The days when a child’s home was a refuge from bullies are, unfortunately, long gone. The Internet is the new playground, and there are no off-hours.
This is what Det. Peter Badalucco, of the Nassau County Police, told parents gathered at Lynbrook High School last month for a town hall meeting on cyberbully that also included Lynbrook Interim Superintendent of Schools Dr. Melissa Burak, New York State Assemblyman Brian Curran, Town of Hempstead Senior Councilman Anthony J. Santino, East Rockaway Village Foundation President Theresa Gaffney and Lynbrook Associate Village Justice C. William Gaylor III. The purpose of the forum was to educate the public about ways to prevent harassment online.
Dr. Burak noted that children growing up in today’s world are able to communicate with people across the country and around the world with the click of a button. While there are many benefits to emerging technologies that improve students’ access to online communications, parents need to keep an eye on how their children are using the Internet.
"We were once again frightfully reminded by the Newtown tragedy how external forces sometimes pose great threats to our children,” Dr. Burak said. “We try to shelter our kids from these dangers and educate them so they are better equipped for whatever comes their way, but the world of today is not the same world that many of us grew up in. The Internet has played a great role in changing that world.”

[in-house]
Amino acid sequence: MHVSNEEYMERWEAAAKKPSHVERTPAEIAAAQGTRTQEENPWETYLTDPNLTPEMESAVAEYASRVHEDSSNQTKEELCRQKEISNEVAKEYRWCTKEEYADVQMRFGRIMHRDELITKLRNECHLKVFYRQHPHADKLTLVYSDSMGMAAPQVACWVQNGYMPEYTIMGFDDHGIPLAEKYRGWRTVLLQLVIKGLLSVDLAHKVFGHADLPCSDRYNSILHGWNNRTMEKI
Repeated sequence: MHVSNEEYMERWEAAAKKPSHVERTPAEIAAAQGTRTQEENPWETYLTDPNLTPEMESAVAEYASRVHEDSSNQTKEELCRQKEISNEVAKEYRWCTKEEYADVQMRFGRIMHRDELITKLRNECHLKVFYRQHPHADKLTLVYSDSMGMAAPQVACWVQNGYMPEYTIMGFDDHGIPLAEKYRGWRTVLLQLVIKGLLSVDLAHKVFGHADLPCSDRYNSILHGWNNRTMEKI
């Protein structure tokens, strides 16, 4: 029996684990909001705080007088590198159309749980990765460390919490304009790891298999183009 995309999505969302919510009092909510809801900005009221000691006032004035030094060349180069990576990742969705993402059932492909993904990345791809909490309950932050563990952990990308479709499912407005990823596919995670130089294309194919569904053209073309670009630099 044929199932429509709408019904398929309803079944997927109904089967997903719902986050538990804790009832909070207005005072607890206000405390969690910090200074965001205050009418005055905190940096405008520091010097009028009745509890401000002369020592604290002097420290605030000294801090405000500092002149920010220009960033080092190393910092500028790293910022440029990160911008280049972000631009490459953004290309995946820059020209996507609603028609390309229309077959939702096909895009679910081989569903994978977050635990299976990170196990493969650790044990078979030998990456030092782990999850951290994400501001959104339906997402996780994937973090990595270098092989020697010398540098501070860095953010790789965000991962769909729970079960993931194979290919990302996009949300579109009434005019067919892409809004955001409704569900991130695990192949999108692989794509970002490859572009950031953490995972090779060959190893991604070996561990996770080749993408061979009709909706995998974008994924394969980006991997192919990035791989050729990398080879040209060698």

According to Enough.org, tech-savvy students are turning to cyberspace to harass their peers using a new method of bullying – cyberbullying, which is willful and repeated harm inflicted through the Internet, interactive technologies or mobile phones. Forty three percent of teens ages 13 to 17 report that they have experienced some sort of cyberbullying in the past year. Badalucco said that parents should encourage their children to have open lines of communication if anybody says or does something online that makes them feel uncomfortable or threatened.
Parents should watch out for warning signs, such as reluctance to use the computer, a change in a child’s behavior/mood, or reluctance to go to school. Badalucco said parents should save the messages posted by cyberbullies, as it makes it easier to report to authorities. He said parents and students should save emails, email addresses, date and time received, copies of all relevant emails, screenshots, etc., when cyberbullying occurs. Parents should also remind their children that those who bully want to make their victims feel as if there is something wrong with them, but victims should know that there is nothing wrong with them.